Of course, this is hardly the first time mobile PC form-factors have had this kind of modem integration; Intel has done it for quite some time on their products, with the XMM7260 and XMM7360 that it has applied to more business-oriented devices or Chromebooks. However, adding LTE enablement as an option for AMD-based platforms at this scale is actually a first for AMD. Naturally, the integration of yet another piece of silicon to a mobile device will undoubtedly add to cost and battery consumption, besides adding some more question that end-users have to answer: which carrier option are available, which of those to go with... But having more options is usually better than the alternative, is it not?

Intel Doubles Capacity of World's Most Responsive Data Center SSD

Today, Intel announced the Intel Optane SSD DC P4800X Series, the world's most responsive data center solid state drive, is now available in a new 750GB capacity in both half-height, half-length add-in card and a hot-swappable 2.5-inch U.2 form factor. Both form factors and capacities will be broadly available this month.

Increased capacity and multiple form factors expand data center implementation options and deliver both solution-level and total cost of ownership flexibility for customers. Intel Optane technology for data centers combines the attributes of memory and storage with low latency, high endurance, outstanding quality of service and high throughput, creating a new data tier that increases scale per server and reduces transaction costs.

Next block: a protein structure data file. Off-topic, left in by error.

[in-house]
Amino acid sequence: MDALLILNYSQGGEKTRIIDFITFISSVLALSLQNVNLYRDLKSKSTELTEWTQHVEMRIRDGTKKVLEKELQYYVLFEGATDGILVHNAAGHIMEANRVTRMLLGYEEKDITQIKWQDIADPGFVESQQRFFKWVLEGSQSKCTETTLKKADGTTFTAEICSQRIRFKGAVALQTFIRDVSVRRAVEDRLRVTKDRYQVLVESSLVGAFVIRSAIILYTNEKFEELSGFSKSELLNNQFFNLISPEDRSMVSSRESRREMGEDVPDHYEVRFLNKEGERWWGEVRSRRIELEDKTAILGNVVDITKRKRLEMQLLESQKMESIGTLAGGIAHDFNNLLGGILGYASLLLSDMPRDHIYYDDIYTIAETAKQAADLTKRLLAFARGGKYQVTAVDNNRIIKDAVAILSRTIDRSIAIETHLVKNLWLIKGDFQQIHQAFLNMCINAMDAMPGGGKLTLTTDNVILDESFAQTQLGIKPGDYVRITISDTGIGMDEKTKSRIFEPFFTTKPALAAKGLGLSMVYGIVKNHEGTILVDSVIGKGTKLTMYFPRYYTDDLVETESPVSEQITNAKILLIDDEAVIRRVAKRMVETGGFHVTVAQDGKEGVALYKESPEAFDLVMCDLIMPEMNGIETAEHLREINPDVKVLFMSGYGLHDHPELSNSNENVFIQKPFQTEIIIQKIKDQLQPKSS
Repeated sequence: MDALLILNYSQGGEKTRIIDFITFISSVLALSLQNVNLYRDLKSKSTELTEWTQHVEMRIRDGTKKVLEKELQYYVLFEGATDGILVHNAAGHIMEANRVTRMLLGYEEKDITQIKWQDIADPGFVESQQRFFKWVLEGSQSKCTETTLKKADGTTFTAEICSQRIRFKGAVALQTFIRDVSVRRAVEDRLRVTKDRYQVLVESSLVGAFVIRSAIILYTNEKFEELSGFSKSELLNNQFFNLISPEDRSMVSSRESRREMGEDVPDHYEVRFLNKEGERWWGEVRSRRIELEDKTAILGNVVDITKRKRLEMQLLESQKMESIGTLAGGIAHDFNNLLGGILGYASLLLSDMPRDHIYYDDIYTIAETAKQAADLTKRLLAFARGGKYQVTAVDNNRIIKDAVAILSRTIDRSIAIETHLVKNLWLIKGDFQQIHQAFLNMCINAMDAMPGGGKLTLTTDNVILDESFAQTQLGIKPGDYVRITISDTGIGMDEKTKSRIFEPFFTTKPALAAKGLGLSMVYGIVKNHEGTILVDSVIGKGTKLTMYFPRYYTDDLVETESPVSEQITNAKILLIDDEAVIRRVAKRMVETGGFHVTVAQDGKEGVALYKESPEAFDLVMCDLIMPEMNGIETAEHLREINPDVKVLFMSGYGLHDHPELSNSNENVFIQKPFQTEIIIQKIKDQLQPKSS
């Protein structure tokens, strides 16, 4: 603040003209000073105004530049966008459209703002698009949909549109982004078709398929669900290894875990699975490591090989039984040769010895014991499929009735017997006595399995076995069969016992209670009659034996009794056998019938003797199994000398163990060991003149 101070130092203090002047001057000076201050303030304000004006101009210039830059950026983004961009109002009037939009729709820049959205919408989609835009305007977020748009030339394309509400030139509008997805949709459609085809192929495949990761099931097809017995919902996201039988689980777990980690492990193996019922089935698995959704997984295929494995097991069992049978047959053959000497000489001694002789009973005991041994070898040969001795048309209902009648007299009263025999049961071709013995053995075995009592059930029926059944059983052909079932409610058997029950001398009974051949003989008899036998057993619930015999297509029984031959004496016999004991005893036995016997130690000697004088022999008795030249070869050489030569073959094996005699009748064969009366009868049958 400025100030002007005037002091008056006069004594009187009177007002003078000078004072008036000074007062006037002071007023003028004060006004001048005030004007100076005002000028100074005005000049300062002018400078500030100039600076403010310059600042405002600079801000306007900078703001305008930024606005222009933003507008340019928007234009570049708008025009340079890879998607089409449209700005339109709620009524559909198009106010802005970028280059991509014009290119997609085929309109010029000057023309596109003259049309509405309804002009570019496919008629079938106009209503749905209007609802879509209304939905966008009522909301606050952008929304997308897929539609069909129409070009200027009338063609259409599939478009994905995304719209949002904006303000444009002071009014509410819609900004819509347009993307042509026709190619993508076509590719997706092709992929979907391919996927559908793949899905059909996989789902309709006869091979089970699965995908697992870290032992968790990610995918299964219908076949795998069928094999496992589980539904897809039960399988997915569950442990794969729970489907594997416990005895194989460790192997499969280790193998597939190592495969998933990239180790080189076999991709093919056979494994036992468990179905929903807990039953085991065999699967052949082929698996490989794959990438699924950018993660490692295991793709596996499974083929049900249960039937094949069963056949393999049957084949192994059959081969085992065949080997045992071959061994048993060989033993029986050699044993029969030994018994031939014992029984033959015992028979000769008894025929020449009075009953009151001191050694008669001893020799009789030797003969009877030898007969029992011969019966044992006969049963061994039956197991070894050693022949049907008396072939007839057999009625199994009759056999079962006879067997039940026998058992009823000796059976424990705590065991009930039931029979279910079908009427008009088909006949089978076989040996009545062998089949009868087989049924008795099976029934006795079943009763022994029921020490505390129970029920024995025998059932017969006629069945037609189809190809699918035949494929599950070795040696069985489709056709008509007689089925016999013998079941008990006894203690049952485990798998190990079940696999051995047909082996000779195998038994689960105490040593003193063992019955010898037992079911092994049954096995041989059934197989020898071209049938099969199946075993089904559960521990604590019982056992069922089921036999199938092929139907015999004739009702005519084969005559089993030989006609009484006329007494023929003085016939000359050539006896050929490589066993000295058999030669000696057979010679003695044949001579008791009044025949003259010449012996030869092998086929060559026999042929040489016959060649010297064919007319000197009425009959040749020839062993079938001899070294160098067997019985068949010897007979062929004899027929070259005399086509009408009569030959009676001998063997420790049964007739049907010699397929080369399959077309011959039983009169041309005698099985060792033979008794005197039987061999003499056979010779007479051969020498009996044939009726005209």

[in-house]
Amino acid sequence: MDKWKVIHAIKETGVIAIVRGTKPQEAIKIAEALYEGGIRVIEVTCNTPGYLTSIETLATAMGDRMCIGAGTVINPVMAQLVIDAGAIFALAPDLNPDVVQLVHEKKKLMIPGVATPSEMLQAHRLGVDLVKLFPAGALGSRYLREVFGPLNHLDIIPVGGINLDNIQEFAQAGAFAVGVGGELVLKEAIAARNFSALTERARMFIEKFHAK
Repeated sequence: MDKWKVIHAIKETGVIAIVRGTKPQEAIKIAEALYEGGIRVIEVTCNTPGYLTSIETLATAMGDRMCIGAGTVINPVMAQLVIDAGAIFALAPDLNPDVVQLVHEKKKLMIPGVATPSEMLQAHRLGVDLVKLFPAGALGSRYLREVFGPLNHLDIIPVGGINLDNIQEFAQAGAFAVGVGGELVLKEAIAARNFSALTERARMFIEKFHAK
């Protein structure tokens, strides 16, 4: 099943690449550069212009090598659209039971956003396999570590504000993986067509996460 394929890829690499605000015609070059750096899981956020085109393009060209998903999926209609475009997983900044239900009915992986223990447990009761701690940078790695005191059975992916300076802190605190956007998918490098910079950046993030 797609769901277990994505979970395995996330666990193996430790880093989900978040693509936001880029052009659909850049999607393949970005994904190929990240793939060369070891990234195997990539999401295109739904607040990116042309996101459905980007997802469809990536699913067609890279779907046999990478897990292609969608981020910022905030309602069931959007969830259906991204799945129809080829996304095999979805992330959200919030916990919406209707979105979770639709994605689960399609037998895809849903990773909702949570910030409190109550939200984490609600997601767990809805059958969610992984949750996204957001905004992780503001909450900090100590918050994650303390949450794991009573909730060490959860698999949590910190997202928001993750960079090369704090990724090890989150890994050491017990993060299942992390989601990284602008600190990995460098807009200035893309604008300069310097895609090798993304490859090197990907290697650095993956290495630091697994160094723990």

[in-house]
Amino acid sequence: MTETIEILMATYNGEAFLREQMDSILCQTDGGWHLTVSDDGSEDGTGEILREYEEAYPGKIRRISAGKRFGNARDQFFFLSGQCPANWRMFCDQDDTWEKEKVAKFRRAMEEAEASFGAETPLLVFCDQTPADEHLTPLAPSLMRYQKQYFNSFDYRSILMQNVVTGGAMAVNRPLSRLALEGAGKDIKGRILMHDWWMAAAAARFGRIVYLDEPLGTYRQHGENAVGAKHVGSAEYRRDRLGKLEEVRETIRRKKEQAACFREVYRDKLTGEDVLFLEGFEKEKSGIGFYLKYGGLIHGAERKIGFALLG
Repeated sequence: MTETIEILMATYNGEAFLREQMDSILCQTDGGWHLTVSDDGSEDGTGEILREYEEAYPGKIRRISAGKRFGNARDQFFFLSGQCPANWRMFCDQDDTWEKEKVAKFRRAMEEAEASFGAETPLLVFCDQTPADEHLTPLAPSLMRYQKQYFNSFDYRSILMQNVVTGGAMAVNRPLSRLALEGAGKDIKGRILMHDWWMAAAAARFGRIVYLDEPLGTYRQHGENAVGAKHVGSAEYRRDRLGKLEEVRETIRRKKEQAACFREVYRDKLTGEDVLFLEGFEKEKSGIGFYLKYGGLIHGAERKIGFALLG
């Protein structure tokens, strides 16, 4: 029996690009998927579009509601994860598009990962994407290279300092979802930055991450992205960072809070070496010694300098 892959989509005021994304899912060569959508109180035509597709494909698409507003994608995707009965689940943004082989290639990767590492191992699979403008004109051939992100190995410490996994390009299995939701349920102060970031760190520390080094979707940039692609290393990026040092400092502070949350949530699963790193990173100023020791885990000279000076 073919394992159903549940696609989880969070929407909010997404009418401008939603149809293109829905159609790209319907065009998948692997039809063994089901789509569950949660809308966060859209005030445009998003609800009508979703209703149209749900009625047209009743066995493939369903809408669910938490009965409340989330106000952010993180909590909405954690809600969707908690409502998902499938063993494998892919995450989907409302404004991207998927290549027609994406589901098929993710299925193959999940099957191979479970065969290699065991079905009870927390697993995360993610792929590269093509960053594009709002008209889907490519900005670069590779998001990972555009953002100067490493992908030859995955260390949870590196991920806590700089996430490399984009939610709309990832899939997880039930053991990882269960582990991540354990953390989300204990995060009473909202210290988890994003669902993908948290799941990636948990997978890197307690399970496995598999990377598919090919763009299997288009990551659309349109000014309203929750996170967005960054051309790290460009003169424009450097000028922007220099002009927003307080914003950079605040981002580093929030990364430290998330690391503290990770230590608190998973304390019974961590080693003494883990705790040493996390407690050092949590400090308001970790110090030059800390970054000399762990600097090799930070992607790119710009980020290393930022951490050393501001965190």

Radeon RX 540 Surfaces on AMD Website

It isn't unusual for AMD or NVIDIA to launch OEM-specific graphics chips, and it would seem that AMD is doing just so with its rebranded yet improved RX 500 series. Now, it's time for the RX 540 to surface, which, like the name implies, flies right below the RX 550 in terms of specs, though you wouldn't know it without a closer look.

The chip packs the same 8 CUs as the RX 550 (512 stream processors), but its memory bandwidth (in 2 GB or 4 GB flavors) peaks at 96 GB/s (lower than the RX 550's 112 GB/s.) However, its core clocks see an interesting boost from the RX 550's 1183 MHz boost clocks to a "up to 1219 MHz" value, which should alleviate the performance impact from the stunted memory bandwidth. This is a GPU that's likely to be used by OEMs and system integrators, whether on desktop computers or in laptops, though I do have to wonder regarding this configuration. I'd expect higher clocks on the core to increase power consumption more than the offset allowed by the reduced memory clocks, but then again, I'm not an AMD engineer.